Body recomposition is a delicate subject in the world of fat loss.
You have the camp that claims it’s pointless and then you have others who live and die by its efficacy.
As with anything in the fitness world, there is no ‘black or white’ answer, just a lot of grey area.
I’ve used body recomposition on myself and with my clients. If done correctly and under the right circumstances, it’s an excellent way to build a better physique.
However, it’s difficult to pull off properly and a lot of people try to use the term to sell you ridiculous claims. My goal here is to show you that body recomposition is possible, and how to go about it successfully.
Body recomposition: defined
Body recomposition, or simply, ‘recomp’ is the process of reducing body fat and adding muscle mass.
Anytime someone has changed from being fat to lean while maintaining or gaining muscle, is an example of ‘body recomposition’, albeit a simplistic one.
When I refer to recomposition, not only in the scope of this article but generally, I’m referring to the process of burning body fat while simultaneously adding muscle over a short period of time.
Yeah, I know. I can hear you already — ‘Bullshit! You can’t build muscle and burn fat at the same time!’
This is true
The problem with trying to build muscle and lose fat at the same time
You’ll commonly hear stories of people doing a ‘one week bulk’ followed by a ‘one week cut’ in the hope of losing fat and building muscle at the same time.
The issue with this approach is that you aren’t giving your body enough time to build new muscle or burn body fat.
To burn fat you have to be in a caloric deficit and to build muscle you have to be in a caloric surplus.
Now you can see why trying to achieve both goals simultaneously tends to be tricky.
There is, however, a way to overcome this issue.
Calorie cycling, the key to the body recomposition
Calorie cycling is where you alternate your caloric intake between high and low-calorie days throughout the week. This will be the key to achieving the recomp effect.
The recomp will be structured as follows.
On days you lift, you’ll eat at maintenance calories, which is the number of calories you need to maintain your current body weight. Every day that you don’t lift, you’ll eat at a small calorie deficit. That includes days when you do cardio.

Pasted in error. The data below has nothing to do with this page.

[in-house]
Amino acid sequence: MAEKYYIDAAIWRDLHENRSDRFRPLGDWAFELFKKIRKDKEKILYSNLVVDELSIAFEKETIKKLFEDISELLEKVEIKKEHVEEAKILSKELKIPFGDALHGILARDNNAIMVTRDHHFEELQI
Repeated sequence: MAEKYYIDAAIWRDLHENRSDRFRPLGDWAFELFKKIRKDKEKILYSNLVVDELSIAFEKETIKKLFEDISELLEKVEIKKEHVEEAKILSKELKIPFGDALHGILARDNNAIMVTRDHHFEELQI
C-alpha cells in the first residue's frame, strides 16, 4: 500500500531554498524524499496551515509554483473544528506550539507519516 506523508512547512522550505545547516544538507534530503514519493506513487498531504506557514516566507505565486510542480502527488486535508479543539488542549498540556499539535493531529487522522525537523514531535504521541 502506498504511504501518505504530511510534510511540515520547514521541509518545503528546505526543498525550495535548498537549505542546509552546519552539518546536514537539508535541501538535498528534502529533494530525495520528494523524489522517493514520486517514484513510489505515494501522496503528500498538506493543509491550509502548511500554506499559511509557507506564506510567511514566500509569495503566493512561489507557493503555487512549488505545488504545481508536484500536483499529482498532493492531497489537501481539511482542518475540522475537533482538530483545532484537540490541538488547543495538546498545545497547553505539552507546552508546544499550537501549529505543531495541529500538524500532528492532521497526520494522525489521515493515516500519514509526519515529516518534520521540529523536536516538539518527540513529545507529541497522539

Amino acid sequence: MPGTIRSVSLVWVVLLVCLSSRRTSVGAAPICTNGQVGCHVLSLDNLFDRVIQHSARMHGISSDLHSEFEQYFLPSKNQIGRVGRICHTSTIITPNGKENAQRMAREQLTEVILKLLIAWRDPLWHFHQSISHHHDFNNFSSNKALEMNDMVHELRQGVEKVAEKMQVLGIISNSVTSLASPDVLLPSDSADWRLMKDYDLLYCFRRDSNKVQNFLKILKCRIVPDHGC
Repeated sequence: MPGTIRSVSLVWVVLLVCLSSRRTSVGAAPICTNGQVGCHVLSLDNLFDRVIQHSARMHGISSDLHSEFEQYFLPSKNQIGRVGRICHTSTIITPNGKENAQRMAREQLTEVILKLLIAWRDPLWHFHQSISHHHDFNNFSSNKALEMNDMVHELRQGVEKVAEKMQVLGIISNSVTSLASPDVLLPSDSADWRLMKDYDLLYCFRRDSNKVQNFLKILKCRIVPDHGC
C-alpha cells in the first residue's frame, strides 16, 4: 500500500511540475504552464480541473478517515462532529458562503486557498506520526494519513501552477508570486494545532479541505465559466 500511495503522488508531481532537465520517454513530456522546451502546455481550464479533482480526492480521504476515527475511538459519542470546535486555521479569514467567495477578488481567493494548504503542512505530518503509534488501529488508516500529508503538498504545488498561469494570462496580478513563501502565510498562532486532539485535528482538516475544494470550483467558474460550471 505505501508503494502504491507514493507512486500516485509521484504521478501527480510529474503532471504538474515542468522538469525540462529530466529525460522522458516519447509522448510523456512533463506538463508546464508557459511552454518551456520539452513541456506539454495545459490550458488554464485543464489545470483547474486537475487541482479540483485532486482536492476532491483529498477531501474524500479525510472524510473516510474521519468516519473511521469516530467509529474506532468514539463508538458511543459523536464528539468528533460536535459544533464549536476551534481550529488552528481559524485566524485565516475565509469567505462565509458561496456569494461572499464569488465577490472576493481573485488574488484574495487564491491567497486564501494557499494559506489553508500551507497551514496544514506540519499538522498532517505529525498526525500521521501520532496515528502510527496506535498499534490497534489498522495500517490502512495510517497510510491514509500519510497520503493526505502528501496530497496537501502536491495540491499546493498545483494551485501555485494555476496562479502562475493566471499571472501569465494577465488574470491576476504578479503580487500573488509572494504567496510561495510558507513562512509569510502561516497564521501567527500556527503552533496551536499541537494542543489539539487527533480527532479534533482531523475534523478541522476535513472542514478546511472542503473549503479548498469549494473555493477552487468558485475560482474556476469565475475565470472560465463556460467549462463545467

This helps you keep progressing in the gym, despite being in a deficit throughout the week.
The other factor we need to address is recovery. For our bodies to adapt to a new stimulus and build new muscle they need enough calories to rebuild broken down muscle tissue. Hence, why recovery begins to suck when someone goes into a large caloric deficit.
Eating at maintenance with a well-planned strength training program will create a sufficient anabolic environment to promote muscle growth and strength gains.
The deficit days will be used on days you aren’t training to cause a small amount of fat loss and ensure you don’t overeat when you aren’t training. Your energy expenditure on these days won’t be as much as on training days so you won’t need the excess calories.
Before we do go on, I need to clarify that a recomp may not be best for everyone.
Who is the body recomposition for?
I want to make a few things clear so we’re on the same page. As much as this approach works, it’s slow.
If you go into this with unrealistic expectations and think you will be gaining an insane amount of muscle while dropping a ton of fat, then close this window and go back to reading Men’s Health or whatever other fitness magazines you use to feed your fantasies.
If you are a physique competitor or someone bent on gaining muscle or losing fat as fast as possible, then you’re better off with cutting and bulking.
Ok, now that disclaimers, caveats, and prerequisites are out of the way, let’s talk about who this does work for.
1. The fat beginner
The body recomposition is an excellent tool for someone who’s just starting out on their physique journey.
I’m not a fan of newbies putting themselves into a caloric deficit. The first 6–12 months of a beginner’s physique journey is ‘primetime’ for growth. So take advantage of this period. The only exception to this rule is if you’re an overweight or obese beginner.
2. The ‘skinny-fat’ beginner
Someone who is ‘skinny-fat’ doesn’t have much muscle on their frame and is carrying a lot of fat, often around the stomach.
Just like their skinny brethren, a straight caloric deficit will only make them look worse as they lack the muscle to look shredded. An argument could be made that if this group ate in a straight calorie surplus they could see results in terms of muscle growth. But, these people often have a tendency to put on body fat easily. The body recompisition is a great way to strike the perfect balance between fat loss and muscle growth.